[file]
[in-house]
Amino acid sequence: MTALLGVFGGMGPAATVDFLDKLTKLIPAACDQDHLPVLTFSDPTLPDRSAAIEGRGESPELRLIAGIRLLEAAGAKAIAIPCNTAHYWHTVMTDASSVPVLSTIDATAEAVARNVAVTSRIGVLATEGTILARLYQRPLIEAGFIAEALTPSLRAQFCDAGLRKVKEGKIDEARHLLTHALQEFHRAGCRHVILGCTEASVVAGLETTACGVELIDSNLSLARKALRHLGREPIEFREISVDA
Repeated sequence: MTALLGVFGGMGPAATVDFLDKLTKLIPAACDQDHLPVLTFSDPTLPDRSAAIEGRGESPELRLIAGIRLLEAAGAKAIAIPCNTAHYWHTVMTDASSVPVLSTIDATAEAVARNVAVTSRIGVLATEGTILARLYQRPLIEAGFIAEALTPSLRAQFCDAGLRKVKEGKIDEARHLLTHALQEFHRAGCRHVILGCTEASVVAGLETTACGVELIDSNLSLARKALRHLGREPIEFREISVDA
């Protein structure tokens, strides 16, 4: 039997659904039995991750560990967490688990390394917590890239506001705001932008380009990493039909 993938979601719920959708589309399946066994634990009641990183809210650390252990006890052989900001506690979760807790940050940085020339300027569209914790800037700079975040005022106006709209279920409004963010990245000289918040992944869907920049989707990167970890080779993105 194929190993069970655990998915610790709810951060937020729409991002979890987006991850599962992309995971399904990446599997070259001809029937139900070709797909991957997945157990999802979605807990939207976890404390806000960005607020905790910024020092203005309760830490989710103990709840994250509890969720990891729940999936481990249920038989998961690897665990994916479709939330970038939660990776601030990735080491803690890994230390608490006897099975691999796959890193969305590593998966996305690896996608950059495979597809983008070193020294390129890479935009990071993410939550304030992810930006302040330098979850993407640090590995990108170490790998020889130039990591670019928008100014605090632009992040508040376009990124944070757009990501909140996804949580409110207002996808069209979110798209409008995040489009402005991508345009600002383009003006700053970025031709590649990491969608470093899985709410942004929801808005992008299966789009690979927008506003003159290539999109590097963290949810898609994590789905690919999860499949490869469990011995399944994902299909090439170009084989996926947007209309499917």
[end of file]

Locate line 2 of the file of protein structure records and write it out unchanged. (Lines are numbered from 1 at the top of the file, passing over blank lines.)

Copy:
Amino acid sequence: MTALLGVFGGMGPAATVDFLDKLTKLIPAACDQDHLPVLTFSDPTLPDRSAAIEGRGESPELRLIAGIRLLEAAGAKAIAIPCNTAHYWHTVMTDASSVPVLSTIDATAEAVARNVAVTSRIGVLATEGTILARLYQRPLIEAGFIAEALTPSLRAQFCDAGLRKVKEGKIDEARHLLTHALQEFHRAGCRHVILGCTEASVVAGLETTACGVELIDSNLSLARKALRHLGREPIEFREISVDA